Kentucky acts to stop abuse of medical liability system

A bill signed into law in Kentucky aims to get ahead of aggressive abuses of the medical liability system, sidestepping issues experienced in other states that threaten access to care.

The bill, HB 159, establishes that health care providers are immune from criminal liability for harm arising from a health services-related act or omission, while maintaining avenues for resolution of medical liability claims in civil court.

Such legislation became necessary following a high-profile prosecution of a nurse in Tennessee who reported a medical error and was subsequently charged with reckless homicide.

“Our nurses should not be held criminally liable for a mere mistake, and the legal system already has ample means available to address any true negligence,” said Nancy Galvagni, President and Chief Executive Officer of the Kentucky Hospital Association.

HB 159 encourages transparent reporting by health care professionals, maintaining that punitive measures such as criminal charges can and will discourage reporting – putting patients at higher risk.

Advocacy efforts by the Kentucky Nurses Association in support of the bill highlighted the existing shortage of nurses in the state and the urgent need to stem future losses of skilled providers.

To read more about how Kentucky has become the first state to decriminalize medical errors, click here.


State medical board group offers poor prescription on use of AI

The Federation of State Medical Boards weighed in on the use of artificial intelligence in provider licensing, highlighting the continued need for a comprehensive approach to AI adoption that offers protections for patients and physicians.

Their recent report, Navigating the Responsible and Ethical Incorporation of Artificial Intelligence into Clinical Practice, recommended that doctors be held responsible for their use of artificial intelligence and accountable for any harm the technology causes. “Once a physician chooses to use AI, they accept responsibility for responding appropriately to the AI’s recommendations,” the report said.

This approach differs somewhat from that of the American Medical Association (AMA),  which stresses the importance of holding AI developers responsible for the quality of their product. While noting that physicians must still be held accountable for maintaining the standard of care, as they currently are, the AMA says that putting all of the burden for AI liability on health care professionals will ultimately inhibit the use of potentially patient safety-improving technologies.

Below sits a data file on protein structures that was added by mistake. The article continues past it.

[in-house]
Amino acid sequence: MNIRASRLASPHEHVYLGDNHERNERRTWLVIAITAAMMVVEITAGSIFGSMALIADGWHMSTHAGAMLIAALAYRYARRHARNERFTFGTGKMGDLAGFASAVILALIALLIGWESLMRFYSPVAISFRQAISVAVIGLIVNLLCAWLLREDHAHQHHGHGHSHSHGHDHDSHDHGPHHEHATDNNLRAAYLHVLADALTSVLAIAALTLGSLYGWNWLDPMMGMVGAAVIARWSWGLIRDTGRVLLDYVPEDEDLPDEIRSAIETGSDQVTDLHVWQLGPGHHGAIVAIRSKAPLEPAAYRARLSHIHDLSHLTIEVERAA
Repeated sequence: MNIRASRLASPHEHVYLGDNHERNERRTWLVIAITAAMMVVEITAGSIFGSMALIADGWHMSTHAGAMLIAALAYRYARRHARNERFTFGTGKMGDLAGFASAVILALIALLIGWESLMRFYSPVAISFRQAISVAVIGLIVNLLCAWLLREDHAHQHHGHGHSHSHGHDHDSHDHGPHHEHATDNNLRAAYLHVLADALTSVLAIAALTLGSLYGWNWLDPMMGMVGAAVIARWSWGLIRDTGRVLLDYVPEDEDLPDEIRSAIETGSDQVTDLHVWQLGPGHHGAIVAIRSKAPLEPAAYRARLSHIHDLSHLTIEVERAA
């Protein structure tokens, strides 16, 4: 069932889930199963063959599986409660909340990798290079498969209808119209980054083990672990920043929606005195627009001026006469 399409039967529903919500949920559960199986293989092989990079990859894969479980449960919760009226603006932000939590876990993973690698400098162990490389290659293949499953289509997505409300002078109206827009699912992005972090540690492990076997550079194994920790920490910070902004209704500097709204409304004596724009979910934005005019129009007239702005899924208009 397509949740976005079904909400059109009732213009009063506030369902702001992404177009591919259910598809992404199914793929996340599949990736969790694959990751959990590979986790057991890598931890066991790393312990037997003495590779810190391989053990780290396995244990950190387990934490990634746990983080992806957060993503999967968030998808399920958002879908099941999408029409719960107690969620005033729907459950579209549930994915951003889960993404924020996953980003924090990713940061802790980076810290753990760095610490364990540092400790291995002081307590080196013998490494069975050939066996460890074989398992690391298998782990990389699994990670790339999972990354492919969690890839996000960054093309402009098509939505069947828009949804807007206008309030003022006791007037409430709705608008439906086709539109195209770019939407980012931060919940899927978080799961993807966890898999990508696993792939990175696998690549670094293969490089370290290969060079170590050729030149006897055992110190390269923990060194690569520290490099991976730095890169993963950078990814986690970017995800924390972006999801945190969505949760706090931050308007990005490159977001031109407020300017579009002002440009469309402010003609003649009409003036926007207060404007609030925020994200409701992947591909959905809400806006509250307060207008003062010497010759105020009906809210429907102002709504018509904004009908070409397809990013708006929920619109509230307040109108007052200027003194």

The Federation report also recommended that physicians be held responsible for biases which AI could introduce into patient care, contradicting the views of numerous health care organizations that have lobbied the Biden Administration on this issue. While stating that physicians should be held accountable for perpetuating known biases, these groups have expressed the view that the technology community bears responsibility for eliminating bias within the tools it develops. 

Click here to read more about adoption of augmented intelligence in health care and how it must be balanced with physician protections.

Iowa C-section rates indicate liability concerns

As the prevalence of C-sections increase in proportion to overall births in the U.S., many health care observers are beginning to see the procedure as a form of defensive medicine.

In Iowa, the share of C-sections has been ticking up over time, rising to over 30% in recent years. National C-section rates have also increased to more than 32% – more than double what the World Health Organization deems as ideal.

This increase comes as repeat C-sections are now the norm.

While Axios reports that most individuals can have a successful vaginal birth after a Cesarean section (VBAC), in Iowa “it’s especially difficult to find a provider who will offer that option,” says Rachel Bruns, the International Cesarean Awareness Network’s local chapter leader.

Last year, MercyOne of Des Moines ended the only hospital-based midwifery program that offered VBAC.

Bruns highlights that this shift is led by liability concerns and is leading to “worse patient outcomes.”

To read more insights into the link between liability concerns and an increase in C-section rates in both Iowa and the U.S., click here.